5 Ways Advertising Could Change If Chrome Blocks Third-Party Cookies

Though initially stressful, it could have long-term benefits

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Online advertising is fundamentally changing.

With increased pressure to bend to the calls for consumer privacy, corporations and governments are doubling down on regulations to block third-party technology that targets consumers. Recently, those winds have produced the California Consumer Privacy Act, GDPR, Apple’s Intelligent Tracking Prevention (ITP) and Firefox’s Enhanced Tracking Protection (ETP) initiatives. All are meant to protect consumer privacy, and all have created roadblocks for the advertising programmatic ecosystem. That’s because programmatic entities rely on third-party cookies as the foundation for user-level targeting and measurement. Without them, marketers can’t target users with highly relevant ads and determine whether those ads lead to sales.

Following complaints regarding its own consumer tracking practices, Chrome is next in line to follow suit. Recently, credible reports began circulating, suggesting Google would be the next frontier to block third-party cookies.

This is major news. With Chrome’s market share at 63%, the implications of losing third-party cookie access in the browser are far-reaching and potentially crippling to programmatic advertising as we know it.

How will this play out? That’s yet to be seen and is hotly debated. But this discussion signals a web of dependencies in programmatic. If the effects of Apple’s ITP has taught us anything, it’s that it is better to prepare for what effective programmatic advertising can look like without having to rely on third-party cookies.

So, what does programmatic look like in a post-cookie world? Here are some potential ways marketers will need to pivot their ad targeting strategies.

Targeting will become contextual

It is better to prepare for what effective programmatic advertising can look like without having to rely on third-party cookies.

Retargeting will dwindle in terms of the importance of online marketing. Instead, context will become king.

In the current advertising landscape, the primary consideration is the person receiving the ad, but that focus would shift to what the user is consuming, where they are consuming it and what their mindset is. Key indicators like keywords, time and location and environmental factors will shape the new targeting. This could also drive IP targeting to the forefront, but that has a series of potential shortcomings. Advertisers will need to be smarter about analyzing the conditions around the consumption of content and consider signals above and beyond the user.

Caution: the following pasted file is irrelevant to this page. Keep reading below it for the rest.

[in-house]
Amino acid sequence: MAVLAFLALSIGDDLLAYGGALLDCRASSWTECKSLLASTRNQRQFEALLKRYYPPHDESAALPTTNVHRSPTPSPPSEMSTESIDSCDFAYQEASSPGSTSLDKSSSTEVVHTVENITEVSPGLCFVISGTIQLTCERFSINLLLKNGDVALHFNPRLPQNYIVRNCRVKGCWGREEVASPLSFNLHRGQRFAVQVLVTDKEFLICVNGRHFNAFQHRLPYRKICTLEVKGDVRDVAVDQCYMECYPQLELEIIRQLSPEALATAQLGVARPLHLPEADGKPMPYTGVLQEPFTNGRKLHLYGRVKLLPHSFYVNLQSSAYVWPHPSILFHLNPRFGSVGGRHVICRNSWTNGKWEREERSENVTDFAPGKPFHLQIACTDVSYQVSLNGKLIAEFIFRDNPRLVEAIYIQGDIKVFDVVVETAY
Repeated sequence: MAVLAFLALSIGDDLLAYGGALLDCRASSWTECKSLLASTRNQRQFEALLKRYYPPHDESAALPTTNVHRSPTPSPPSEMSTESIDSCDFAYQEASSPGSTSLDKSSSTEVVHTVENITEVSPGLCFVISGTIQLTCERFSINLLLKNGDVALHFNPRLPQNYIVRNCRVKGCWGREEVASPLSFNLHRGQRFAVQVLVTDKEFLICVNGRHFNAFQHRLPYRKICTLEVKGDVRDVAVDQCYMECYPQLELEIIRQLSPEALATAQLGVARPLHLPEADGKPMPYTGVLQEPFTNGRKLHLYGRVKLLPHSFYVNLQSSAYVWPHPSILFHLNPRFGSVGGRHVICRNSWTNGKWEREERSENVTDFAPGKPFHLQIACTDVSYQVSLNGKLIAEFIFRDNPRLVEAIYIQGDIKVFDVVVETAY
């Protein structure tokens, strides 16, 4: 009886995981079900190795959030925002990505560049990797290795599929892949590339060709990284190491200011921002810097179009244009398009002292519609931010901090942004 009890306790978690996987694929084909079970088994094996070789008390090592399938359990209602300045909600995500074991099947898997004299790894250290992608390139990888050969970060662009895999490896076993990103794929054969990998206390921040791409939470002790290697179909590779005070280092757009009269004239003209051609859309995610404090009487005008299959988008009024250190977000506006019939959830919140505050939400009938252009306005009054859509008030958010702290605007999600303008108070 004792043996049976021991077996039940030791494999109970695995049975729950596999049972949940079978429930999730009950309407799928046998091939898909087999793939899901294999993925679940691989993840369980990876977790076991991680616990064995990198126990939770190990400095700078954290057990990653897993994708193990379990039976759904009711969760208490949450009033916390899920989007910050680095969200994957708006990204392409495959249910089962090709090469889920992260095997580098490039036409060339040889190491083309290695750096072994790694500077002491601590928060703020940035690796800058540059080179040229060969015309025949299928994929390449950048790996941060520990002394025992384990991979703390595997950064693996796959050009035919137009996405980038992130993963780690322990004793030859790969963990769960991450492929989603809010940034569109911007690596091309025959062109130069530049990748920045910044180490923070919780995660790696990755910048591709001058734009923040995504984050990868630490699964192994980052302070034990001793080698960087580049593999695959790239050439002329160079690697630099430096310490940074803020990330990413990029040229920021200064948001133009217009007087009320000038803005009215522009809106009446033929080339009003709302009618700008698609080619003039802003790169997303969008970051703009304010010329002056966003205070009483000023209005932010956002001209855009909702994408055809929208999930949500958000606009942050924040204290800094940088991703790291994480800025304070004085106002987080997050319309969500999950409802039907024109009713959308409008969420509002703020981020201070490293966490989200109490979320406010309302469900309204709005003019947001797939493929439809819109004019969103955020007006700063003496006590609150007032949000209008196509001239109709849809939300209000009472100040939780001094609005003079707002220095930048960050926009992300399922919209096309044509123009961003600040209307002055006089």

Context and formats will go together

In a future where the industry can’t rely on detailed targeting, ad experiences will need to capture consumer attention more effectively. As advertisers gather more contextual data around user behavior, they’ll need to imbue that relevance into their creative. Formats will be tasked with doing the heavy lifting in order to compete for engagement. As such, banner ads and intrusive pop-ups will be less effective. Advertisers who focus on high-impact formats like native, video and branded content (which often already outperforms other formats) will have a higher potential to resonate with their target consumers.

There will be increasing reliance on publisher data

First-party data will become more valuable for targeting users. Many publishers are already installing first-party cookies on their sites to collect this level of user data and others will likely follow suit. We’ll also see a significant increase in paywalls for content while publishers who want to continue an ad-monetization model will offer free content but with registration requirements that request more detailed data points in exchange for access.

The challenge is that this data still won’t be available to DSPs, so advertisers will have to work with publishers to combine first-party data insights into their programmatic strategy in a way that’s also privacy compliant. Expect an increased usage of insertion orders and/or programmatic guaranteed offerings, with data and decisions moving from the buy-side to the sell-side.

Walled gardens will gain new power

Walled gardens have direct access to their audiences and the means for easily securing consent for first-party data. Because of this, walled gardens will be one of the few areas where brands and agencies can leverage first-party data. That could make advertisers more dependent on these channels for reaching consumers. This has the potential to drive more ad dollars within walled gardens and other platforms with persistent first-party identification and meaningful on-platform engagement and purchase behaviors.

Outside channels look more attractive to advertisers

With new online challenges and legwork needed to find solutions, advertisers will begin to focus heavily on channels that don’t rely on third-party cookies. This will include email, traditional TV and OTT and in-app advertising as these systems help advertisers leverage persistent device IDs for targeting. There also will be new, more seamless ways for brands to leverage their email and CRM data to publishers for the purpose of targeting.

While these targeting changes may be jarring and will require new ways to advertise effectively, they are ultimately a reminder that consumers want more transparency and control of their data. This will be beneficial in the long run for the industry as brands, agencies, publishers and technology companies will have opportunities to innovate and develop more authentic ways to engage with consumers.